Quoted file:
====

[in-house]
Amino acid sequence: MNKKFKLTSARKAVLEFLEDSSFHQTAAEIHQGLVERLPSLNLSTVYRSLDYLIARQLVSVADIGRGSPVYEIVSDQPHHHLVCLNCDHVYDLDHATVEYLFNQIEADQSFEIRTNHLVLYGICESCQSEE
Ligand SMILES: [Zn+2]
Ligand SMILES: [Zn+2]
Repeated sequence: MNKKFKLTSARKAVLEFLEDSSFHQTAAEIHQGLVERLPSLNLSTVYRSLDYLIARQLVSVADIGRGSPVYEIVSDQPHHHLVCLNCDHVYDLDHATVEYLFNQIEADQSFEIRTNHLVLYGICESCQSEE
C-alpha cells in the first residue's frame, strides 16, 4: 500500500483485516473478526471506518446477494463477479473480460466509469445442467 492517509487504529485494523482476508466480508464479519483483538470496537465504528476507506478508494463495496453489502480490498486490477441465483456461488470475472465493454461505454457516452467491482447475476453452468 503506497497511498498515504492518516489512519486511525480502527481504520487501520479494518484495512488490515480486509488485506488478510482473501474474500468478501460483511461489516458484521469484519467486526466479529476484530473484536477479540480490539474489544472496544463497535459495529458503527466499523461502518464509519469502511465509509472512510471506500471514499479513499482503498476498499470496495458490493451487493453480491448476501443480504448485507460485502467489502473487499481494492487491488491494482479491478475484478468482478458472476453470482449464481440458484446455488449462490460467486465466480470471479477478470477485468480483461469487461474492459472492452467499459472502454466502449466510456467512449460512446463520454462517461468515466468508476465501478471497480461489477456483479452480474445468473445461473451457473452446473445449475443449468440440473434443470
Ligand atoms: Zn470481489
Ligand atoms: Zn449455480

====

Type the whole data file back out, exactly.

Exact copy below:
[in-house]
Amino acid sequence: MNKKFKLTSARKAVLEFLEDSSFHQTAAEIHQGLVERLPSLNLSTVYRSLDYLIARQLVSVADIGRGSPVYEIVSDQPHHHLVCLNCDHVYDLDHATVEYLFNQIEADQSFEIRTNHLVLYGICESCQSEE
Ligand SMILES: [Zn+2]
Ligand SMILES: [Zn+2]
Repeated sequence: MNKKFKLTSARKAVLEFLEDSSFHQTAAEIHQGLVERLPSLNLSTVYRSLDYLIARQLVSVADIGRGSPVYEIVSDQPHHHLVCLNCDHVYDLDHATVEYLFNQIEADQSFEIRTNHLVLYGICESCQSEE
C-alpha cells in the first residue's frame, strides 16, 4: 500500500483485516473478526471506518446477494463477479473480460466509469445442467 492517509487504529485494523482476508466480508464479519483483538470496537465504528476507506478508494463495496453489502480490498486490477441465483456461488470475472465493454461505454457516452467491482447475476453452468 503506497497511498498515504492518516489512519486511525480502527481504520487501520479494518484495512488490515480486509488485506488478510482473501474474500468478501460483511461489516458484521469484519467486526466479529476484530473484536477479540480490539474489544472496544463497535459495529458503527466499523461502518464509519469502511465509509472512510471506500471514499479513499482503498476498499470496495458490493451487493453480491448476501443480504448485507460485502467489502473487499481494492487491488491494482479491478475484478468482478458472476453470482449464481440458484446455488449462490460467486465466480470471479477478470477485468480483461469487461474492459472492452467499459472502454466502449466510456467512449460512446463520454462517461468515466468508476465501478471497480461489477456483479452480474445468473445461473451457473452446473445449475443449468440440473434443470
Ligand atoms: Zn470481489
Ligand atoms: Zn449455480